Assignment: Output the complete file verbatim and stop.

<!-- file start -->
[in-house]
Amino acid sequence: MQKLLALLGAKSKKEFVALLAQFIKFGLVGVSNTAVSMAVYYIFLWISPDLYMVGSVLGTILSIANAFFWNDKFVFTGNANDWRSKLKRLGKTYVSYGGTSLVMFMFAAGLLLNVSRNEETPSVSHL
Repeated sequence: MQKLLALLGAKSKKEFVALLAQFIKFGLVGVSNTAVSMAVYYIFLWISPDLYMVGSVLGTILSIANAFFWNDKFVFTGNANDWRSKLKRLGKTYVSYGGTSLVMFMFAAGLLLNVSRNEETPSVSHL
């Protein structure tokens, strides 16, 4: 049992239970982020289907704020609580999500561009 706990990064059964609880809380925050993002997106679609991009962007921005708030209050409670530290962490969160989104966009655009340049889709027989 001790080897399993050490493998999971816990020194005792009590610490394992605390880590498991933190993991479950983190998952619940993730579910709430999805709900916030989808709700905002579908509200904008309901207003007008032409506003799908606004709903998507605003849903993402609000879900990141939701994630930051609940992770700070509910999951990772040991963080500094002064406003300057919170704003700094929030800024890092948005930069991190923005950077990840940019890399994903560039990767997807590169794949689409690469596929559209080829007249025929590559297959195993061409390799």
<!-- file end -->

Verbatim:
[in-house]
Amino acid sequence: MQKLLALLGAKSKKEFVALLAQFIKFGLVGVSNTAVSMAVYYIFLWISPDLYMVGSVLGTILSIANAFFWNDKFVFTGNANDWRSKLKRLGKTYVSYGGTSLVMFMFAAGLLLNVSRNEETPSVSHL
Repeated sequence: MQKLLALLGAKSKKEFVALLAQFIKFGLVGVSNTAVSMAVYYIFLWISPDLYMVGSVLGTILSIANAFFWNDKFVFTGNANDWRSKLKRLGKTYVSYGGTSLVMFMFAAGLLLNVSRNEETPSVSHL
């Protein structure tokens, strides 16, 4: 049992239970982020289907704020609580999500561009 706990990064059964609880809380925050993002997106679609991009962007921005708030209050409670530290962490969160989104966009655009340049889709027989 001790080897399993050490493998999971816990020194005792009590610490394992605390880590498991933190993991479950983190998952619940993730579910709430999805709900916030989808709700905002579908509200904008309901207003007008032409506003799908606004709903998507605003849903993402609000879900990141939701994630930051609940992770700070509910999951990772040991963080500094002064406003300057919170704003700094929030800024890092948005930069991190923005950077990840940019890399994903560039990767997807590169794949689409690469596929559209080829007249025929590559297959195993061409390799």